With the creation of the 'Big Four' in 1923 Edge Hill came under the control of the London Midland and Scottish Railway. With this further improvements took place with rebuilding and modernisation of the building taking place. In the 1930's further rebuilding of the original shed took place with replacement of the roof and a new ash handling plant. The outbreak of the Second World War delayed plans for the replacement of the roof of the newer portion of the building, although this was completed when the war had ended.


The exit lane on the north side of the shed is clearly evident in this shot with the Liverpool to Manchester LNWR line running parallel to the shed. Withdrawn Black 5 Class 4-6-0 number 45284 awaits disposal.
June 1968.
Photo by Laurence Smith.
To view more of Laurence's Flickr photostream click here


The location of 8A shed today and taken from the same location as the above picture.
2013.
Photo by Clive Meredith.

With nationalisation in 1948 the shed continued as before not only supplying engines for the crack express services but shunting and freight engines. As early as 1959 large sections of the shed was earmarked for demolition even though the shed was still responsible for major repairs to locomotives within its area. Following natioanlisation the shed was recoded 8A. Becoming the 'A' shed in the district the shed was responsible for the heavy repairs from the other '8' sheds. With the introduction of diesel multiple units to the area the shed, with its ample facilities, started heavy repairs including engine changes. Although using the depots steam crane to facilitate the changing of the final drive shafts of the DMU must have been a little unothordox. This continued from the late 1950's until 1961 with the opening of the purpose built facilities at nearby Allerton. 


This plaque hung in the lobby at Edge Hill shed until its closure it was subsequently moved to Lime Street station and is now displayed on Platform 1. Driver J Ball and Fireman A Higgins were on the footplate of the 13:15 Liverpool to Euston express on 20th May 1937 when the smoke box deflector plate collapsed. This caused a blow back which turned their footplate into a furnace, both driver and fireman stayed at their post and safely stopped the engine. Unfortunately they were both seriously burned and they died the following day in hospital.
28th January 2013.
Photo by Terry Callaghan.

Into the 1950's and 60's the shed was still a busy place and in 1950 it had an allocation of 112 locos. By 1959 this had grown to 124 with a selection of these being 13 Patriot Class 4-6-0, 11 Jubilee Class 4-6-0, 10 Royal Scot Class 4-6-0, 7 Princess Royal Class 4-6-2. At around this time the staffing levels at Edge Hill were also still healthy with 200 drivers, 150 firemen, 50 passed firemen, 100 cleaners and around 200 maintenance staff including fitters, turners and coppersmiths. By 1965 and with the rundown of steam well underway the shed had an allocation of only 50 locos and presumably the staffing levels had been reduced accordingly.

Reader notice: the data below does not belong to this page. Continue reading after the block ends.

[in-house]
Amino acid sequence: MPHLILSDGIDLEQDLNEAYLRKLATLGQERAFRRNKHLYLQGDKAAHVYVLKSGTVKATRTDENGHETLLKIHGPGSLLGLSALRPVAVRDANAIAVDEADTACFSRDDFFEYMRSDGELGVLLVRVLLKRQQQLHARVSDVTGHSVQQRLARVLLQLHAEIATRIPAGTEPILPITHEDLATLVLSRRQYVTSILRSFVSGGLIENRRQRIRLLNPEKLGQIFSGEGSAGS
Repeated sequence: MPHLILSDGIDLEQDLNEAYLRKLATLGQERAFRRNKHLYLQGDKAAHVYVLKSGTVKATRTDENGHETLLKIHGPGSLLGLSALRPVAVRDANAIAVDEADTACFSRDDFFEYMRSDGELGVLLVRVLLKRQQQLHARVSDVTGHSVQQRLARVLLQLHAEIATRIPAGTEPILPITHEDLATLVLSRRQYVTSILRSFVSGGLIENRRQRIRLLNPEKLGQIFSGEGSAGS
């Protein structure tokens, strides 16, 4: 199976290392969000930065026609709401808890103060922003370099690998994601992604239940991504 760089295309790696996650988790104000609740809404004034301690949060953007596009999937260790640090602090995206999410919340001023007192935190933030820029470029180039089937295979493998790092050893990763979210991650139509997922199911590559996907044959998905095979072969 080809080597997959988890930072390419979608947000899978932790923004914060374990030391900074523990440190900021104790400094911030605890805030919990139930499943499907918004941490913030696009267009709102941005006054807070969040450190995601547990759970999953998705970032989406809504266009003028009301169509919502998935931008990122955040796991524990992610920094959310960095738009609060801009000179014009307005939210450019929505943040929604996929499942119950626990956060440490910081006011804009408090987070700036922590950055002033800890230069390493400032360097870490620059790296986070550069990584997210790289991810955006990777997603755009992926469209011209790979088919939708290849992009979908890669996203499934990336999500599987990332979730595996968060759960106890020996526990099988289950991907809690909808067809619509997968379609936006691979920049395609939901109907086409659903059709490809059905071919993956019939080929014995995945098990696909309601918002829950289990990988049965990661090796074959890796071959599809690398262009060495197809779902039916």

45156 Ayrshire Yeomanry at the head of 1T85 The Lancastrian Railtour from Liverpool Lime Street. The loco had been turned out in ex works condition by the staff at 8A.
20th April 1968.
Photo by Les Fifoot.

It wasn't until 1966 that work on the demolition of the oldest part of the shed took place. When this was completed a small servicing depot for diesels was constructed on the site of the locomotive yard. The steam shed survived until 6th May 1968 and along with the end of steam on British Railways the shed closed. The diesel servicing depot continued to be used until 6th June 1983 when this facility was transferred to nearby Allerton Depot. The site of the steam shed and diesel servicing point was subsequently levelled and lay unused for several years. Since the early 1990's the site has been redeveloped with the construction of a Technology Park and the only link with the past now is the name of the roadways serving the new park.


The site of 8A after demolition the only evidence to tie in with any photographs is the single yard light left standing. Engine Shed Junction box is visible, now closed and awaiting demolition.
January 1984.
Photo by Laurence Smith.
To view Laurence's Flickr photostream click here

Further Information and used for reference.

Shed Side on Merseyside - The last days of Steam by Kenn Pearce.